‘Mortal Kombat’ (2021) Review

‘Mortal Kombat’ (2021) Review

'Mortal Kombat' (2021) Review: Press X to Skip

As a kid, I had only one view of Mortal Kombat. That it was a hyper violent game that would certainly corrupt me and possibly take away my soul. This of course was not the case, as I remain uncorrupted and soulful. The second and more accurate view, is that it’s the most fun fighting game there is. A tournament of fighters who engage in a deadly battle for supremacy, and the fate of the human race. Those fighters include cyborgs, several ninjas, four armed men, women with jagged teeth, a man with a razor sharp Captain America shield as a hat, and, my personal favourite, an acid spitting lizard with a world renowned disappearing act. 

Best boy.

Believe it or not, that barely scratches the surface of what the world of ‘Mortal Kombat’ has to offer. It’s a vast world of monsters, magic, and mayhem. Which is why it should come as no surprise that, given it’s low budget, the runtime of under 2 hours, and its first time director, the 2021 Mortal Kombat film can be aptly described as lacking. 

At the outset, Mortal Kombat is a movie that’s doing everything right. It opens with grit and conviction, establishing its tone and its penchant for supernatural visuals. A young family is slaughtered at the hands of an ice wielding killer, and it carries all the weight a home invasion should. It’s tense and the film, at this point, has done nothing to invite ridicule. It takes the story and characters as seriously as it can given the fanciful world it’s in. It’s only when Mortal Kombat takes steps to reveal that world that things start to fall apart. 

Most of the film is revealed to the audience through the eyes of Lewis Tan’s Cole Young, a name I’ve had to research countless times, despite his character being central to the film’s plot, and repeated constantly. To be frank, his unmemorable moniker is a microcosm of everything wrong with his inclusion in the movie. Cookie cutter doesn’t quite do it justice, because at least with a cut out cookie, you can embrace comfort in how familiar it is. Here, the character is as bland as he can be, with a muddled motivation and a bad head on his shoulders. He’s relatable, sure, but his arc is as dull as they come. The movie gets props for putting an asian actor front and centre in a blockbuster action film such as this one, but as with all efforts of representation, is it too much to ask for the work to be done right?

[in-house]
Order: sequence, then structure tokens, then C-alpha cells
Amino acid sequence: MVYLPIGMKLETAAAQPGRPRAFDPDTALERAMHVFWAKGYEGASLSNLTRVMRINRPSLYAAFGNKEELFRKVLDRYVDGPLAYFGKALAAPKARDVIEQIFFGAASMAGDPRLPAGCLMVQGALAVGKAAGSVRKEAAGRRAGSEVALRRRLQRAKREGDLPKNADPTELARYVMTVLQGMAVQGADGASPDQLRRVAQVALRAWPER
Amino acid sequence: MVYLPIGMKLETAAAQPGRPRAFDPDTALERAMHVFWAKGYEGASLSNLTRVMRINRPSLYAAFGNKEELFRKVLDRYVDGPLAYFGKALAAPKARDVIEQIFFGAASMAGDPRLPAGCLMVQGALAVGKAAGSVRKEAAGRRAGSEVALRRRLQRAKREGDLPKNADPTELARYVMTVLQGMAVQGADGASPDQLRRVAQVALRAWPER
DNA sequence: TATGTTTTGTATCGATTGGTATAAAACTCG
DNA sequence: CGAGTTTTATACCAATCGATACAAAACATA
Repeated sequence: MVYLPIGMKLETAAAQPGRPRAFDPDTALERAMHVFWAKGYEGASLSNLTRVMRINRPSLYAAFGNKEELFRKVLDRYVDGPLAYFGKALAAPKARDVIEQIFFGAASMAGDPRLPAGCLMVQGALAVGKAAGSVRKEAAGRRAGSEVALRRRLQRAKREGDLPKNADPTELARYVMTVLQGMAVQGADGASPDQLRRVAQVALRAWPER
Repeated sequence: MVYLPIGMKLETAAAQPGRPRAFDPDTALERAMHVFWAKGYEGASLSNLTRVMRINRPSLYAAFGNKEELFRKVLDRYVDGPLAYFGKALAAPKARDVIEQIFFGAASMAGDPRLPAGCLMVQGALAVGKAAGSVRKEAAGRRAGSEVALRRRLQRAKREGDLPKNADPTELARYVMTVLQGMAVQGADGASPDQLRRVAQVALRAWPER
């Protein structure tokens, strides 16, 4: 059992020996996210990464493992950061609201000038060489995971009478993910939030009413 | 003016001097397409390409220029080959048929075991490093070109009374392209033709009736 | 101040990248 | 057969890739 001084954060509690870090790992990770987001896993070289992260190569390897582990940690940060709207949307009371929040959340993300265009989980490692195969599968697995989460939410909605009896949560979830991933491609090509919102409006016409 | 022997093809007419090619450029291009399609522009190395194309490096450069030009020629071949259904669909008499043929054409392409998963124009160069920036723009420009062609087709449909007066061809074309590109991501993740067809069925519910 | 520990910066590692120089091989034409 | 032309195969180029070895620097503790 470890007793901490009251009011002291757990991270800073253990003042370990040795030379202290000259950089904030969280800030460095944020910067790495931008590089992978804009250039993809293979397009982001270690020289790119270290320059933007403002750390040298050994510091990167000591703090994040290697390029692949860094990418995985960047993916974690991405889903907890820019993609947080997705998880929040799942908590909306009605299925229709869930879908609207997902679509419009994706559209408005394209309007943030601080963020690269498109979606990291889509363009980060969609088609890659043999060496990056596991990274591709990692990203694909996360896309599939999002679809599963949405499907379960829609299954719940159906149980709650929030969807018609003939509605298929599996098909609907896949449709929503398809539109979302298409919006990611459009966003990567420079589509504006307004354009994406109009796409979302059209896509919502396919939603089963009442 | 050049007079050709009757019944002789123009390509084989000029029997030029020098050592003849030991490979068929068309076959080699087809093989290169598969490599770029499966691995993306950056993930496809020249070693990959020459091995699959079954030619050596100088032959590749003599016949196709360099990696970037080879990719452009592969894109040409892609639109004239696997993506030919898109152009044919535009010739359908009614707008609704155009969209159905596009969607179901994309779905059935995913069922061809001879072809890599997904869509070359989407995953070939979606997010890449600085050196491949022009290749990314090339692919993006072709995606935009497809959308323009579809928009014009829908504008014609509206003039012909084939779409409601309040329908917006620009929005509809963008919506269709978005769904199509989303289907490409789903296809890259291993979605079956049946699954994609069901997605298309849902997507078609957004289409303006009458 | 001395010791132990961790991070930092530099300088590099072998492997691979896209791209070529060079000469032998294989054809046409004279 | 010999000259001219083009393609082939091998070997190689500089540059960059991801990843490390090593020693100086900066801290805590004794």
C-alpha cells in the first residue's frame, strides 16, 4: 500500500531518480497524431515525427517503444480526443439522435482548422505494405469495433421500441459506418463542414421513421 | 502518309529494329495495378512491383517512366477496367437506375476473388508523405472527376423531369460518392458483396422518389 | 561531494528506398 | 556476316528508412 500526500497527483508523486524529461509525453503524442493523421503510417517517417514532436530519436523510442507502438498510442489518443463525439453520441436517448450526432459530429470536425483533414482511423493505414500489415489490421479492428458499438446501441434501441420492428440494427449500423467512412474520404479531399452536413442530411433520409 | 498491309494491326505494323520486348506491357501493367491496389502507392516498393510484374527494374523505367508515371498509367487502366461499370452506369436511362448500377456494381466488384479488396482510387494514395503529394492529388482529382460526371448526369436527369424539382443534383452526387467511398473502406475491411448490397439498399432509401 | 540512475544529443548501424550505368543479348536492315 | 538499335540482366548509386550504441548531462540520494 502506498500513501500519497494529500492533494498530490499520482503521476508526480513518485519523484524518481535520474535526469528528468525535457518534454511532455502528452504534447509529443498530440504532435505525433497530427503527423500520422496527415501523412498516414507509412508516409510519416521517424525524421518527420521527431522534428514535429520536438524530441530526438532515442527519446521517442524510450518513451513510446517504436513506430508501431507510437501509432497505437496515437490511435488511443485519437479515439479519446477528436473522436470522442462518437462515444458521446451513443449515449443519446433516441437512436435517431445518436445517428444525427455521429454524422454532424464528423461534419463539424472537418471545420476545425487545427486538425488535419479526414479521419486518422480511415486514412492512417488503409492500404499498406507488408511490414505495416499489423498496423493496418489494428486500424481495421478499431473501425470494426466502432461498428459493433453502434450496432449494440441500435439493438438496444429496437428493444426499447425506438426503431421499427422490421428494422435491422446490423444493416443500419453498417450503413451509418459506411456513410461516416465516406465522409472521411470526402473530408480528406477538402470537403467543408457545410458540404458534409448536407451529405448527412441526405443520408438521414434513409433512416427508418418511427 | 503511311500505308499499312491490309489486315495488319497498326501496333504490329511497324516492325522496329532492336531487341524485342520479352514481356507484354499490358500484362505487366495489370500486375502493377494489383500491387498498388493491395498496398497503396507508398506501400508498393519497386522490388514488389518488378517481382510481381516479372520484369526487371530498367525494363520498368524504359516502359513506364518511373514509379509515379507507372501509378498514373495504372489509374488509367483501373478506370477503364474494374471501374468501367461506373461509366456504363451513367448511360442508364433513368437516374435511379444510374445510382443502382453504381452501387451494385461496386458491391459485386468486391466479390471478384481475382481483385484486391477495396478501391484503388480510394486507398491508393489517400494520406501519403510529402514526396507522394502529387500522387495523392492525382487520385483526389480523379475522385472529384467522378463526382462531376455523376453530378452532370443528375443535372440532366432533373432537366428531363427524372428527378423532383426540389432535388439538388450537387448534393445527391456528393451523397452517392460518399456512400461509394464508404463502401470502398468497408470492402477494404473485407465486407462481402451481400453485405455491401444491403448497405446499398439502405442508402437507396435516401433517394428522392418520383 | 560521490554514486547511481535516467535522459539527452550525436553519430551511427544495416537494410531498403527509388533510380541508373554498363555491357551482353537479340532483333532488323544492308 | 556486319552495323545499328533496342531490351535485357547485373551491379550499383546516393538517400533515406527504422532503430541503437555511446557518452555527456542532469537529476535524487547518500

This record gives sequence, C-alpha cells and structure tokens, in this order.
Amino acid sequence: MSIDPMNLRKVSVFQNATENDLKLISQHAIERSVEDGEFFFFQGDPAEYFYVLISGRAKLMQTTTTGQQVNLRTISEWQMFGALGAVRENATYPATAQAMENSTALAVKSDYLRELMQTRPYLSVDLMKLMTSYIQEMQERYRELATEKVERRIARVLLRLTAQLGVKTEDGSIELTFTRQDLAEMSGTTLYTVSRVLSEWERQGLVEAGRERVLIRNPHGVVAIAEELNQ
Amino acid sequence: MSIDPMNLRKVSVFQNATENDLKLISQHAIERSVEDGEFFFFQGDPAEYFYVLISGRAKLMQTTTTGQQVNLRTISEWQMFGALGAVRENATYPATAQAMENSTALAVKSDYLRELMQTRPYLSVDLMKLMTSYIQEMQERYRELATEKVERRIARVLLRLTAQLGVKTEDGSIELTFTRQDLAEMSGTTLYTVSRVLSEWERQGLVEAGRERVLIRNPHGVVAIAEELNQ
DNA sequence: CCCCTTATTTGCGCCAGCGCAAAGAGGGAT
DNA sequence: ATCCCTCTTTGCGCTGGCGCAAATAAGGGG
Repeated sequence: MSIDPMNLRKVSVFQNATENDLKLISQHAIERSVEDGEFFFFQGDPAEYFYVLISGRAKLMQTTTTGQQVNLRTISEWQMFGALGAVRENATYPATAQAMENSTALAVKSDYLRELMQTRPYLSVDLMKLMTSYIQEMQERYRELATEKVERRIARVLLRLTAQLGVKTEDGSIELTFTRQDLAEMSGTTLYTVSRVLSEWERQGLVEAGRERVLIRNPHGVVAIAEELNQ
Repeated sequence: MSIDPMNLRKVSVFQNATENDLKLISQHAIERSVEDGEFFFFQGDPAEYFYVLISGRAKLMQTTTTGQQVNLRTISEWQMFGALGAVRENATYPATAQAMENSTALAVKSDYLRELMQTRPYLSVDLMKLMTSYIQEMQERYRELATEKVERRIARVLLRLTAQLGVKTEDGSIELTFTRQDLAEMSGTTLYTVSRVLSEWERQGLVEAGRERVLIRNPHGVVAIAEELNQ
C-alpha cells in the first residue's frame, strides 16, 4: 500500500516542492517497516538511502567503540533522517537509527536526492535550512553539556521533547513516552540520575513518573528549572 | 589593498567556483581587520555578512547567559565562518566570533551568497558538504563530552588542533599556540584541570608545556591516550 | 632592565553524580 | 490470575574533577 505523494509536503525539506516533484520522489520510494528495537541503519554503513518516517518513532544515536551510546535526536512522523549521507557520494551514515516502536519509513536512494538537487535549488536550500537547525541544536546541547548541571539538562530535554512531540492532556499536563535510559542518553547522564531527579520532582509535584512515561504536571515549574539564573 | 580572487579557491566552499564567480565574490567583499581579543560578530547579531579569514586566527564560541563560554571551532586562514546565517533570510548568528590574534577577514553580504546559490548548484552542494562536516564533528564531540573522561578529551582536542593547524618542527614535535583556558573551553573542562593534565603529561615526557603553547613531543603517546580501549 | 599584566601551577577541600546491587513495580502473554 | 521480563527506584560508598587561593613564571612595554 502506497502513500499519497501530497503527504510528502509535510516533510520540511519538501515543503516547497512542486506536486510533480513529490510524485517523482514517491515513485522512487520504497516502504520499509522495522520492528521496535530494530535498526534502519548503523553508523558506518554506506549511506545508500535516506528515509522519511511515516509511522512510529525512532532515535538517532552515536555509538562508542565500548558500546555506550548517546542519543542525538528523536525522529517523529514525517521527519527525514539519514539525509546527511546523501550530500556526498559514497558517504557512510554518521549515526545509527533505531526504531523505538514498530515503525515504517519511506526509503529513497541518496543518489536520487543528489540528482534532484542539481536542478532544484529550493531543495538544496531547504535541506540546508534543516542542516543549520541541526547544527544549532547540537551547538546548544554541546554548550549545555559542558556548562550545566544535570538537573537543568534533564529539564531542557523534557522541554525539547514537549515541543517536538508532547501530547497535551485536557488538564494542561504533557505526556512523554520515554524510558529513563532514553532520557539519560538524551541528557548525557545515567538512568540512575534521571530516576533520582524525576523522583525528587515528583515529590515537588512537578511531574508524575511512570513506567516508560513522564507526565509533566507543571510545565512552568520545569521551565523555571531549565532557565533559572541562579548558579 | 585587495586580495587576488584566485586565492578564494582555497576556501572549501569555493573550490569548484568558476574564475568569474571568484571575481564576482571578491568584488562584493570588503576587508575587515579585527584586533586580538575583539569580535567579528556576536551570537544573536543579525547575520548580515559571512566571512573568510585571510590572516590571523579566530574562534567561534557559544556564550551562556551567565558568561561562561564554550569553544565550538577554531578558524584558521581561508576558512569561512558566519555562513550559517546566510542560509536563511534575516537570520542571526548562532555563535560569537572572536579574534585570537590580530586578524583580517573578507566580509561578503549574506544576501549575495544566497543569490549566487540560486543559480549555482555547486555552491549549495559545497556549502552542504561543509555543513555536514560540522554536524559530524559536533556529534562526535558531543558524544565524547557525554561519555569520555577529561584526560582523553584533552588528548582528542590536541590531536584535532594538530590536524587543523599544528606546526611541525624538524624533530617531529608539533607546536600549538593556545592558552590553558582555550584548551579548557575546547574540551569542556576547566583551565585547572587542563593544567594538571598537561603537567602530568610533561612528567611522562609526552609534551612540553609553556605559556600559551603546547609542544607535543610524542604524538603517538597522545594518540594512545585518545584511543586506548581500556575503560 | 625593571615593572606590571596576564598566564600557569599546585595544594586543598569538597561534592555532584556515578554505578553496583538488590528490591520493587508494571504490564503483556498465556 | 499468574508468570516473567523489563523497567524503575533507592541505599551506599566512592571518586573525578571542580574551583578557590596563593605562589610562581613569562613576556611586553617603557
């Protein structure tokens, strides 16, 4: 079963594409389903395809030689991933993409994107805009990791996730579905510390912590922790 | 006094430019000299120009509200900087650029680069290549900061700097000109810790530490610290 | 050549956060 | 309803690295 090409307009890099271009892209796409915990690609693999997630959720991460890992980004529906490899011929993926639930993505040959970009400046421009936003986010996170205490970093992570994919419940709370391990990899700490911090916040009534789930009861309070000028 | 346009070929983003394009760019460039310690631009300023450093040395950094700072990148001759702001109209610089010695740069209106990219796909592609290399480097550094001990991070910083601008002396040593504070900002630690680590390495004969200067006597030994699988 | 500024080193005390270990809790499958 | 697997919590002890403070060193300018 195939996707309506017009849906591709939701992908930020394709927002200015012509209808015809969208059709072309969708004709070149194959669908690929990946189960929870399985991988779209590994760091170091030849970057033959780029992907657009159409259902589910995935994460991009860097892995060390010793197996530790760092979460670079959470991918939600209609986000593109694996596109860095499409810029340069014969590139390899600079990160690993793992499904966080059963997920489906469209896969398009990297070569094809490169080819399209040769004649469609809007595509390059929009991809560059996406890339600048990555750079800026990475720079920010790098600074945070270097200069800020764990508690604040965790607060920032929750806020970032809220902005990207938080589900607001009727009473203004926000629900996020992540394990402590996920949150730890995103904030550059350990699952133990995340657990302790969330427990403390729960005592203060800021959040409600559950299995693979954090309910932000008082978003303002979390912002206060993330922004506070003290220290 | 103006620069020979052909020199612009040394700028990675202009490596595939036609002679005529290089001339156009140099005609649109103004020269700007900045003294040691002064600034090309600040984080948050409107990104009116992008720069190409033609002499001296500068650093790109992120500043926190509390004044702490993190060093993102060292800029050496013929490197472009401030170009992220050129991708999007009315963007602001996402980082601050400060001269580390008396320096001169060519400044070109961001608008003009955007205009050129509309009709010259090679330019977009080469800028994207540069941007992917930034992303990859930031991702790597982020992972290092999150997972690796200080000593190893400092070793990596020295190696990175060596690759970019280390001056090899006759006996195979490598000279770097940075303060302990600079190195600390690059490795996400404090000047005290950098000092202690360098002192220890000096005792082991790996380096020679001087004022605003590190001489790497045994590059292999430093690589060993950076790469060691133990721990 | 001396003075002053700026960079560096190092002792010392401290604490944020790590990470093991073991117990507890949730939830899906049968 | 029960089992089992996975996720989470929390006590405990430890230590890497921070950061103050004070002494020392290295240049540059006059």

If you’re not gonna give me Johnny Cage, you gotta do better than this.

I know what you’re thinking. Why am I looking for character development in my Mortal Kombat movie? It’s a fair question, and one I wholeheartedly agree with, but the inclusion and attention given to Cole is so egregiously mundane since it takes away from the characters that you actually want to see. You’ve got Kano, Jax, Liu Kang, Sonya, Mileena, Kabal, Shang Tsung, Raiden, Kung Lao, Reptile, Goro. The film is juggling a lot of characters in a truncated runtime. As expected, not each of the fighters are winners, and range from spot on incarnations, to cheap imitations.

On one end of the spectrum, you have characters like Actor’s name Kano, who feels like he stepped out of a pixel playground, and onto the big screen, with a flawless transition. Others, like Ludi Lin’s Liu Kang, feel like they have the look right but don’t have the endearing qualities of the characters. Ultimately the cast is a mixed bag but there’s enough to see the effort behind their construction.

Points for Presentation

Naturally, good or bad, you want to see these characters destroy each other. Mortal Kombat is no stranger to vicious destruction, and the movie is no different. There’s blood, guts, and sharp objects in almost every fight scene, and while it might not make sense why the fight occurs, it’s still a rewarding experience. Still, as satisfying as it is to see characters using their iconic moves in live action, there’s a level of disappointment felt throughout the movie. 

In the last decade, the skill level that’s been displayed in martial arts on film is undeniable. Franchises like The Raid and John Wick, and Upgrade, have shown what’s possible with hand to hand combat for relatively cheap films. Mortal Kombat is a movie that’s predicated on violent conflict resolution, but can’t come close to the worst fight scenes in any John Wick movie. 

Now put John Wick in Mortal Kombat, and now we’ve got a movie

At least the film doesn’t take itself too seriously. The worst thing you can do with a video game movie, especially a Mortal Kombat film, is get bogged down in practical reality. Mortal Kombat is comfortable with itself and doesn’t undercut its story, but it knows how to be playful as well. Whether that’s Kano exclaiming excitedly when Liu Kang hurls a fireball at him, or the way in which Jax’s blood vessels pop as a chill runs up his arm. The movie has a high stakes story to tell, but it’s not against having some fun along the way either. Those moments of levity and creativity are a blessing since the film has some serious pacing issues. You may find yourself urging to press the skip button in between battles.

I suspect you’ve been hurt before, so I’ll level with you. You want to know if the new Mortal Kombat is worth your time? The answer is, probably not. Watching it on your own will likely lead to feelings of resentment for the hour and change you wasted, but with a friend or a group, you can have fun with its shortcomings. If you can’t get your team of fighters together, you might as well skip it. 

Rating: Catch It On Cable


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